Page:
The last decade, compared to previous ones, has seen no large increase in new fragments of Callimachus, but it has seen considerable progress in the classification and contextualization of existing material. An idea can be gleaned by modifications adopted in this new edition compared to the first. In fr. 1.1 D'Alessio now prints as the first word of the Aetia πολλάκι once surmised by the critical acumen of Edgar Lobel and now confirmed by the scholium Ma Odyssey 2.50a1 (I.238 Pontani). D'Alessio rightly emends the text in Iambi fr. 202.17 fin.; he now prints his own excellent restitution of Aetia fr. 43.414 (but νέα in this verse is not translated and φθινοπωρίδες is misaccentuated: in such cases the "limitazioni ... di tempo" evoked by the author in the new preface are resurgent). In Hymn to Apollo 76 he now renders οὗλος with "vigoroso", not "integro" (a correction prompted by E. Dettori, GIF 51 , 333) and in Hymn to Zeus 41 υἱωνοί with 'nipoti' not 'figli' (a correction prompted by E. Magnelli, QS 51 , 234). A large number of new notes, mostly on the fragments, are now added to, or even supplant earlier comments.5
Important bibliographical updates are given in the "Premessa alla quarta edizione", but what is now obsolete remains intact in the rest of the book: e.g., p. 50 where there is a reference to Kerkhecker's "work in progress for an Oxford PhD", or p. 540 where Cameron's Callimachus and his Critics (1995) is said to be "in corso di stampa" and information about it is drawn from P. Knox, ZPE 96 (1993), 175-8. D'Alessio resists the expunction of a probably false reference to Mimnermus in Iambi fr. 203.7 (cf. also his p. 317 n. 10) but now erases the false supplement of Aetia fr. 1.11 fin. α[ἱ κατὰ λεπτὸν for a blank space and declines to introduce into his text any of the proposals advanced so far. In other instances his conservatism seems less justified. In Aetia fr. 1.3-4 E. Lobel's βασιλ[ήων / πρήχι]ας derives solid support from Dioscorides AP 11.195.5-6 = HE 1695-96, cf. E. Lelli, SemRom 3 (2000), 73-6. In the same fragment verse 10 init. D'Alessio leaves a blank space for the monosyllable missing although he himself has made the strongest case for Housman's δρῦν.6 In Hymn to Delos 41 he fails to print O. Schneider's ἀπὲς Ἄνθαο (unfortunately not recorded by Pfeiffer) which has now been shown to be all but certain.7 D'Alessio, following Hollis, prints fr. 705 Pf. as Hecale fr. 174 but in a good note remarks that the fragment may actually belong to the Aetia, a supposition which has now been made very plausible by L. Lehnus, ZPE 142 (2003), 32, who adduces Bacchylides fr. 4 Maehler to support the ascription.
Although there is much that has been corrected, not all slips of the first edition have been removed. On p. 440 "W. G. Arnott in A. S. Hollis, Essays ... presented to Sir Kenneth Dover" should read "A. S. Hollis in E. Craik (ed.), Owls to Athens. Essays etc. ". On p. 556 "H. Erbse, Hermes 83 , 417 n.0" has not been corrected. As in the first edition, page numbers are missing from several pages (e.g. 51; 94-5; 418-9; 498-9): certainly the author is not to be blamed for that.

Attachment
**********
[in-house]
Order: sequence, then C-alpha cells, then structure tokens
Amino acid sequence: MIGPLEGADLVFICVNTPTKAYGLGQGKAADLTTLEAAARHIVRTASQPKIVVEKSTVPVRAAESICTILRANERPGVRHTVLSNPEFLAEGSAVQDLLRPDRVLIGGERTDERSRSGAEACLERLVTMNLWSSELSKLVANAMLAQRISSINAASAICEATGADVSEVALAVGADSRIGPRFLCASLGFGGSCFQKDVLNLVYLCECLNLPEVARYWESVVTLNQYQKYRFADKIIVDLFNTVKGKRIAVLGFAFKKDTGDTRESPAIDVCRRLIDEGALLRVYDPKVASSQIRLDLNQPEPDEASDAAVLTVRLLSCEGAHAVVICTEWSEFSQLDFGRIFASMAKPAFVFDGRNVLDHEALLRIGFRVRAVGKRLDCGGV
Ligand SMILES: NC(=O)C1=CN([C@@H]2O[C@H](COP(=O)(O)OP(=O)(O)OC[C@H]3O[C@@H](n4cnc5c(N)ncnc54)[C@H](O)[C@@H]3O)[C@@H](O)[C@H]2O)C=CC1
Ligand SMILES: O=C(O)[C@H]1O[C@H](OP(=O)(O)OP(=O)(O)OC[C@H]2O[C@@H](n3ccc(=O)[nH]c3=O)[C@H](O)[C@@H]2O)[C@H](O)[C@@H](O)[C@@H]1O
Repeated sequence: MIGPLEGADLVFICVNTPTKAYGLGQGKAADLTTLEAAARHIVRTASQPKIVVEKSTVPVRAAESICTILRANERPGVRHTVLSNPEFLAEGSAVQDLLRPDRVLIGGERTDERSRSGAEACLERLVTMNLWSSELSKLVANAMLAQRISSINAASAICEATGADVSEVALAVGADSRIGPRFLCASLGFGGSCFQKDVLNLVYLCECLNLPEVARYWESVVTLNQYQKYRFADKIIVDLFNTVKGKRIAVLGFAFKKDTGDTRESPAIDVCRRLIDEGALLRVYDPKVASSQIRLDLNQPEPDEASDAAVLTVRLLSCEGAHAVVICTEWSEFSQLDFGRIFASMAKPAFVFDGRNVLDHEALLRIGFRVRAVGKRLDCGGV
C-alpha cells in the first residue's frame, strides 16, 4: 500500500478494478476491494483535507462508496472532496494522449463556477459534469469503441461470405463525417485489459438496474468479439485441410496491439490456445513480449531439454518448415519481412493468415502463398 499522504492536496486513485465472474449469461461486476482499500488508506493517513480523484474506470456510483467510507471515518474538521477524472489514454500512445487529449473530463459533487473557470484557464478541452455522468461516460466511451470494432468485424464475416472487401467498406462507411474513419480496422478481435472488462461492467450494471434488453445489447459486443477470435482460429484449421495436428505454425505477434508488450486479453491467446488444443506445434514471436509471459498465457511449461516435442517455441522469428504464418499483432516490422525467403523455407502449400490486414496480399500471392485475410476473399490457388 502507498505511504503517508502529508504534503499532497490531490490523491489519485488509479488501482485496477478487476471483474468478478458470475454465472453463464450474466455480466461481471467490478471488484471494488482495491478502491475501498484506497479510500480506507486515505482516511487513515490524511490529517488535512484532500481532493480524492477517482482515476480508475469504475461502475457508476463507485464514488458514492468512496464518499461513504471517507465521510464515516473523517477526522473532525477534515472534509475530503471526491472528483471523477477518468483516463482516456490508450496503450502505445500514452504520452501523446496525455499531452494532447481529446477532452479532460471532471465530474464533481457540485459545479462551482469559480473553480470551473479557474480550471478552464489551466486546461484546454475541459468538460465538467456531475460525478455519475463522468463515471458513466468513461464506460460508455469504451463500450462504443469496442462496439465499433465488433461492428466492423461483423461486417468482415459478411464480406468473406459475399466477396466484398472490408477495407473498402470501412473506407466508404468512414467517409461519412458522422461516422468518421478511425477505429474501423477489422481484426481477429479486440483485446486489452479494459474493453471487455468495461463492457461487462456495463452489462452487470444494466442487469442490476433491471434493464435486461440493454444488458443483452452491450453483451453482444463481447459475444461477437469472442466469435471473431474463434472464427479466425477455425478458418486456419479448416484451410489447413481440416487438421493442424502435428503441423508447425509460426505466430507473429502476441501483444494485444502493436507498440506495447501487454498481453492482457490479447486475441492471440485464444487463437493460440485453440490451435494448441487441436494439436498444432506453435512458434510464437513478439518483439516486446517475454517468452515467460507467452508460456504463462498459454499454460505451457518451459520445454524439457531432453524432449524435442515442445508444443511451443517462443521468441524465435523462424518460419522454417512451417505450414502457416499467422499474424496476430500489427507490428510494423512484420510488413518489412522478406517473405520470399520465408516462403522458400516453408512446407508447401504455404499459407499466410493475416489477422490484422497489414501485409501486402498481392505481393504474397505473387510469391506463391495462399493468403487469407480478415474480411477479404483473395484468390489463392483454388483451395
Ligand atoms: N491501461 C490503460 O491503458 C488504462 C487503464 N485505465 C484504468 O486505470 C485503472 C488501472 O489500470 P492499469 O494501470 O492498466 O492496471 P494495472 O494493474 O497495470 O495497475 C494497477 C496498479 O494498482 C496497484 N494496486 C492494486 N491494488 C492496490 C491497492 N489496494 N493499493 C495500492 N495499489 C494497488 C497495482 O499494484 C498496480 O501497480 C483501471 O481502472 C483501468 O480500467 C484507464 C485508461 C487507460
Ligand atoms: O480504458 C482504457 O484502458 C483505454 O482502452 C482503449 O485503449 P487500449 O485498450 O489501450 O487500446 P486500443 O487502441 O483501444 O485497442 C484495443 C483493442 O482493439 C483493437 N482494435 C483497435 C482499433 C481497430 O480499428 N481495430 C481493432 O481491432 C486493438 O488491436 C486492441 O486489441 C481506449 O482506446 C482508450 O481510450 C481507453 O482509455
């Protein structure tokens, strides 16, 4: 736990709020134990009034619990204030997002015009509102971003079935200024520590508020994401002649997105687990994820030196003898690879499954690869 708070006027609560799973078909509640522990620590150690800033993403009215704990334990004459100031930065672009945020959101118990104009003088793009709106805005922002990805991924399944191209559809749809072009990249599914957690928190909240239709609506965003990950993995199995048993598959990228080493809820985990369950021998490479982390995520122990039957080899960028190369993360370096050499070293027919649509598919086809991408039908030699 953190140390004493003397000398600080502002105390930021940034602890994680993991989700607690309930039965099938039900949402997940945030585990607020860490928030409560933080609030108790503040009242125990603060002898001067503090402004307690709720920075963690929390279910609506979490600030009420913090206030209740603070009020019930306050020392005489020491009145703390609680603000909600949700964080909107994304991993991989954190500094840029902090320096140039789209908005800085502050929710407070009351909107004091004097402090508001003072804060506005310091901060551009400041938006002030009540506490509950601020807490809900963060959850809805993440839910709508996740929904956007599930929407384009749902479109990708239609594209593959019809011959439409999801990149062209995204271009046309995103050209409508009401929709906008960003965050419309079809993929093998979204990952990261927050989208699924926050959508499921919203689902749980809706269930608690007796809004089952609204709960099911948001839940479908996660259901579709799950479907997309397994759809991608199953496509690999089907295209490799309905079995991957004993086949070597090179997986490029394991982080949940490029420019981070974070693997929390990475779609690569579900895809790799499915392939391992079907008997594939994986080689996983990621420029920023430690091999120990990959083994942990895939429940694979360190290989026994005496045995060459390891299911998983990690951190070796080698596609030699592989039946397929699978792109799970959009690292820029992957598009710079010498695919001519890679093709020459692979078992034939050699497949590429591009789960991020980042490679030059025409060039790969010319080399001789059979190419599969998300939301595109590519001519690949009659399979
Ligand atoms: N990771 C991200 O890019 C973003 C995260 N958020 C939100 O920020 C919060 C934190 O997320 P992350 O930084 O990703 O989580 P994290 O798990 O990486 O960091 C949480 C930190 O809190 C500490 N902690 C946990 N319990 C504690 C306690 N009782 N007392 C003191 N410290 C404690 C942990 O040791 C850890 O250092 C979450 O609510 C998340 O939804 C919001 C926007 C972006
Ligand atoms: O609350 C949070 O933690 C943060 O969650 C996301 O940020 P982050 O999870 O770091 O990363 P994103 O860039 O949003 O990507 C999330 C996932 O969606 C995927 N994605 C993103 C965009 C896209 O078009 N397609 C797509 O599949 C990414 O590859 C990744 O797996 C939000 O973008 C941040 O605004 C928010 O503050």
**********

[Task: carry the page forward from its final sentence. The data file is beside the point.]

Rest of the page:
Students of Callimachus look forward to more: A. S. Hollis' updated Hecale, with translation and Addenda, has been announced for the first quarter of 2009. Massimilla's Aetia III-IV is imminent. A new edition of the Aetia with commentary has long been promised by A. Harder as has a complete Teubneriana of Callimachus by L. Lehnus. It may take some more time until the last two appear: who would draw his nets when fish keep coming in? But in the meantime D'Alessio's Callimaco is to be kept at hand. Material from it will no doubt find its rightful place in forthcoming literature on Callimachus, thus securing a lasting impact for his significant contribution to Callimachean studies.
1. Another Italian edition with revised text is in preparation by E. Magnelli for Mondadori publishers, due to appear in the fourth quarter of 2009.
2. A. Harder, Mnemosyne iv 55 (2002), 611. Selections of D'Alessio's original conjectures are also provided by B. Acosta-Hughes, CJ 97 (2001-02), 400; E. Dettori, GIF 51 (1999), 329-33; E. Magnelli, QS 50 (1999), 233-4.
3. Most of these attributions are collected in H. Lloyd-Jones, Supplementum Supplementi Hellenistici, Berlin-New York 2005, 23-36, cf. C. Meliadò, Gnomon 80 (2008), 491-2.
4. D'Alessio in A. Casanova, G. Bastianini (eds), Callimaco: cent'anni di papiri, Florence 2006, 101-17.
5. Cf. (I do not aim at completeness) 88 n. 26; 241 n. 38; 366 nn. 1, 2; 371 nn. 8, 10; 378 n. 26; 415 n. 102; 471 n. 44; 473 n. 48; 491 n. 84; 497 n. 97; 553 n. 11; 585 n. 27; 682 n. 12; 771 n. 145.
6. D'Alessio in A. Martina, A.-T. Cozzoli (eds), Callimachea, Rome 2006, 138-50. There are, of course, other supporters of this supplement, including this reviewer.
7. Cf. fr. 703 and see L. Lehnus, ZPE 131 (2000), 25-6; H. Lloyd-Jones, The Further Academic Papers, Oxford 2005, 223.